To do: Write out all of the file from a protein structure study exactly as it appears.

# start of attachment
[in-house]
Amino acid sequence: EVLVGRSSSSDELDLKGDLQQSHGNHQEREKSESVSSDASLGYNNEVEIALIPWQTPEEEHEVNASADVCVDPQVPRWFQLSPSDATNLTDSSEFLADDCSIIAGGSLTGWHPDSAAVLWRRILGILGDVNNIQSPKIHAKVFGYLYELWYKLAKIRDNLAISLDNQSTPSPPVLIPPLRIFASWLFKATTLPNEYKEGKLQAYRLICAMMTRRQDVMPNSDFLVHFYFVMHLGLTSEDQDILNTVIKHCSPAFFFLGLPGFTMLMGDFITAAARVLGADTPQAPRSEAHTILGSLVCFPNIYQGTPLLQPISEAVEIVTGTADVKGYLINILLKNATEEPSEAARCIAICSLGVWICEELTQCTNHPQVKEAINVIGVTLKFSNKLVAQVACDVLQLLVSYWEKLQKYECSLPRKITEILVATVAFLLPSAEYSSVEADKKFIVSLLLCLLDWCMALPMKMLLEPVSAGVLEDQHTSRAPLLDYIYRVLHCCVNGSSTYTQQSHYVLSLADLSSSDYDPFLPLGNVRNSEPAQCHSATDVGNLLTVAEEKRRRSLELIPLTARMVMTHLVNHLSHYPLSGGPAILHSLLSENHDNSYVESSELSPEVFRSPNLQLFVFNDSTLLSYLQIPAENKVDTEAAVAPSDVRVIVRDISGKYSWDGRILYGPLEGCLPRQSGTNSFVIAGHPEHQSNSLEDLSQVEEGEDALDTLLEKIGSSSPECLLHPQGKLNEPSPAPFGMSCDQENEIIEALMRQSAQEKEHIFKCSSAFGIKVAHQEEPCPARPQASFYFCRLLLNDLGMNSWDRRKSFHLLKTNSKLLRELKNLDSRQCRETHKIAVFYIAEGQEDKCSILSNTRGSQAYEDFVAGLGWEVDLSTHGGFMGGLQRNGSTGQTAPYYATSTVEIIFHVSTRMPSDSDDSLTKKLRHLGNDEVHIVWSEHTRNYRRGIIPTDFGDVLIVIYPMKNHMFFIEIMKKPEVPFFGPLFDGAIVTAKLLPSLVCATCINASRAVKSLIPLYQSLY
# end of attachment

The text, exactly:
[in-house]
Amino acid sequence: EVLVGRSSSSDELDLKGDLQQSHGNHQEREKSESVSSDASLGYNNEVEIALIPWQTPEEEHEVNASADVCVDPQVPRWFQLSPSDATNLTDSSEFLADDCSIIAGGSLTGWHPDSAAVLWRRILGILGDVNNIQSPKIHAKVFGYLYELWYKLAKIRDNLAISLDNQSTPSPPVLIPPLRIFASWLFKATTLPNEYKEGKLQAYRLICAMMTRRQDVMPNSDFLVHFYFVMHLGLTSEDQDILNTVIKHCSPAFFFLGLPGFTMLMGDFITAAARVLGADTPQAPRSEAHTILGSLVCFPNIYQGTPLLQPISEAVEIVTGTADVKGYLINILLKNATEEPSEAARCIAICSLGVWICEELTQCTNHPQVKEAINVIGVTLKFSNKLVAQVACDVLQLLVSYWEKLQKYECSLPRKITEILVATVAFLLPSAEYSSVEADKKFIVSLLLCLLDWCMALPMKMLLEPVSAGVLEDQHTSRAPLLDYIYRVLHCCVNGSSTYTQQSHYVLSLADLSSSDYDPFLPLGNVRNSEPAQCHSATDVGNLLTVAEEKRRRSLELIPLTARMVMTHLVNHLSHYPLSGGPAILHSLLSENHDNSYVESSELSPEVFRSPNLQLFVFNDSTLLSYLQIPAENKVDTEAAVAPSDVRVIVRDISGKYSWDGRILYGPLEGCLPRQSGTNSFVIAGHPEHQSNSLEDLSQVEEGEDALDTLLEKIGSSSPECLLHPQGKLNEPSPAPFGMSCDQENEIIEALMRQSAQEKEHIFKCSSAFGIKVAHQEEPCPARPQASFYFCRLLLNDLGMNSWDRRKSFHLLKTNSKLLRELKNLDSRQCRETHKIAVFYIAEGQEDKCSILSNTRGSQAYEDFVAGLGWEVDLSTHGGFMGGLQRNGSTGQTAPYYATSTVEIIFHVSTRMPSDSDDSLTKKLRHLGNDEVHIVWSEHTRNYRRGIIPTDFGDVLIVIYPMKNHMFFIEIMKKPEVPFFGPLFDGAIVTAKLLPSLVCATCINASRAVKSLIPLYQSLY